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Keeping Pace with Trade, Travel, and Security: How Does CBP Prioritize and Improve Staffing and Infrastructure?

“Keeping Pace with Trade, Travel, and Security: How Does CBP Prioritize and Improve Staffing and Infrastructure?

April 19, 2016


Good morning Chairman McSally, Ranking Member Vela, and members of the Subcommittee. My name is Michael Gelber, and I am Deputy Commissioner of the U.S. General Services Administration’s (GSA) Public Buildings Service. Thank you for inviting me to this hearing on prioritizing and improving the Department of Homeland Security’s Customs and Border Protection’s (CBP) facility infrastructure.

GSA’s mission is to deliver the best value in real estate, acquisition, and technology services to government and the American people. As part of this mission, GSA maintains a close partnership with CBP to meet that agency’s space needs along our Nation’s borders. CBP is our primary partner among the Federal inspection agencies stationed along America’s land borders.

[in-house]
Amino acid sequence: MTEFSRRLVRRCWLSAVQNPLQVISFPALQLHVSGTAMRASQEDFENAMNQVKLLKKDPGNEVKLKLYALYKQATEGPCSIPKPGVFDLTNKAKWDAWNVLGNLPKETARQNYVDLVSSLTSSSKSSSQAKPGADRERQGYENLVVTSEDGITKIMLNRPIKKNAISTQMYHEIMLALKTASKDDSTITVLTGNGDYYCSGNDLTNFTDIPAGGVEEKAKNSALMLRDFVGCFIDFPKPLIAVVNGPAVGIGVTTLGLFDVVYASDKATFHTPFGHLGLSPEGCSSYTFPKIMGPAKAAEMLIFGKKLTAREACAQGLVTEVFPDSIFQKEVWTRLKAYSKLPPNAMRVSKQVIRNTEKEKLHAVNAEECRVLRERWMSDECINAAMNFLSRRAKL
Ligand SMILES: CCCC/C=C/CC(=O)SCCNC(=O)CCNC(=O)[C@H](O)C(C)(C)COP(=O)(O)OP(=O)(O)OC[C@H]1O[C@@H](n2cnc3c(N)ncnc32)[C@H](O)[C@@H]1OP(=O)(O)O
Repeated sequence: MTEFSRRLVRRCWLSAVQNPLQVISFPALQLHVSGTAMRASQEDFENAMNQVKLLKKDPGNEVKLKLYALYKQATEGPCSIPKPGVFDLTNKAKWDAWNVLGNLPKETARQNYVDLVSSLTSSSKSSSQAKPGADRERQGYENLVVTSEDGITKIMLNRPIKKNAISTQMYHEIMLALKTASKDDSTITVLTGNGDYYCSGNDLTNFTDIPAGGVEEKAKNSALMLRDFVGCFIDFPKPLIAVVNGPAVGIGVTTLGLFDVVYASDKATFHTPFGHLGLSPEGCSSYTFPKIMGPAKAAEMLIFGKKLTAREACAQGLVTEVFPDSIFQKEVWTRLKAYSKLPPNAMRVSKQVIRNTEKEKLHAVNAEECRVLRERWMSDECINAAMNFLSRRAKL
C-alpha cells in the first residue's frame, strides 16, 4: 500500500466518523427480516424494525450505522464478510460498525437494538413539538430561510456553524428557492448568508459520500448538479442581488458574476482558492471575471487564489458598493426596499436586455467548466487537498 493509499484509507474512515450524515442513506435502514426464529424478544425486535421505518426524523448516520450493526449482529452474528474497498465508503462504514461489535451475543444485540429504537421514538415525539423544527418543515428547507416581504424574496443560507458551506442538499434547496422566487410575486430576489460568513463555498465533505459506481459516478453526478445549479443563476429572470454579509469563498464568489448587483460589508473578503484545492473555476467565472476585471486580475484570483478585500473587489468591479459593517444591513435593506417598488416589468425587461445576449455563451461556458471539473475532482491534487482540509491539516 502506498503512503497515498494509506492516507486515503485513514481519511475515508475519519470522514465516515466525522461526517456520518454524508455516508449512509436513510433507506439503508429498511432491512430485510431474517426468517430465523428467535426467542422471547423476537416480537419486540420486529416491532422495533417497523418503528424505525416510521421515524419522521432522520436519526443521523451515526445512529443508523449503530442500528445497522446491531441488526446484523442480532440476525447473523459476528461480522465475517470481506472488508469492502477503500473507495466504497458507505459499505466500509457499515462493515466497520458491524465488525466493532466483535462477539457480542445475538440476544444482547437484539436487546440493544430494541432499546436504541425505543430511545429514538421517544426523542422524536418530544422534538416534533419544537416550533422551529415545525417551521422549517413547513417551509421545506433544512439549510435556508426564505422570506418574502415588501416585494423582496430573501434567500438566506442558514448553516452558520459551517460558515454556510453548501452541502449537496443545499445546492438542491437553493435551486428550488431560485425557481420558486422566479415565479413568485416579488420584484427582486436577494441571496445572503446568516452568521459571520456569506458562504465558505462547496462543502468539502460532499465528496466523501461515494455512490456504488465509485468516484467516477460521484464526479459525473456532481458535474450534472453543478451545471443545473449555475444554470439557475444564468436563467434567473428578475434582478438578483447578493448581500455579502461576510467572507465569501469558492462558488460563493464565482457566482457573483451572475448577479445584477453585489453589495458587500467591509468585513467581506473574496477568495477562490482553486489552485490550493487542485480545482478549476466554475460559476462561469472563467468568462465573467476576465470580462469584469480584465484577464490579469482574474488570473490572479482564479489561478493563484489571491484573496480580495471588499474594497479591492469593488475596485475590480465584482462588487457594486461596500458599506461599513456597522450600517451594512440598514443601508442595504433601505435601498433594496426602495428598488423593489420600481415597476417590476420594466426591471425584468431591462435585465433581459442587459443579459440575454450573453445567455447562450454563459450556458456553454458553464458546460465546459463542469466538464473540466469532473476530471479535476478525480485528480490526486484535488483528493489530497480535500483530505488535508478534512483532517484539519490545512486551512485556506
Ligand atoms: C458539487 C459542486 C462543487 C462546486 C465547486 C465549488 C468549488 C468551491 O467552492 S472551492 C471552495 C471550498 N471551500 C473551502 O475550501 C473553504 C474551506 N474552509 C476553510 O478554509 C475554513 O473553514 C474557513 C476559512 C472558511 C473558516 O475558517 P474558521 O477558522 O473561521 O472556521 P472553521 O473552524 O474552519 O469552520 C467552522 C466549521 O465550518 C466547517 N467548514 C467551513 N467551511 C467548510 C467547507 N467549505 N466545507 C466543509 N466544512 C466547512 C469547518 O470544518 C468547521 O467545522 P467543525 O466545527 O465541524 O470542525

I look forward to describing how GSA partners with CBP concerning how the Federal Government prioritizes and executes land port projects to improve security, trade, and economic opportunities.

GSA’s Ongoing Partnership with CBP

GSA works closely with CBP to design, construct, maintain, and operate land ports of entry along more than 1,900 miles of border between the United States and Mexico and more than 5,500 miles of border between the United States and Canada. These ports are critical to the Nation’s trade and security.

On a daily basis, approximately 380,000 people cross the U.S.-Canada border. From 2000 to 2014, the combined value of trade between the U.S. and Canada and the U.S. and Mexico via surface transport increased by over 80 percent, from $546 billion in 2000 to $987 billion in 2014. Safe, secure, and modern land ports along our borders are critical to ensuring an efficient flow of commerce and people that support American jobs and economic growth.

Of the 167 land ports of entry (LPOEs) along the U.S. borders, GSA manages 124, of which the Government owns or partially owns 102. GSA’s land ports of entry encompass more than 5.5 million square feet of space. Additionally, CBP owns and operates 40 primarily smaller locations, mostly in remote, rural areas. The Department of Agriculture owns one land port of entry, and the Department of the Interior - National Park Service owns two ports.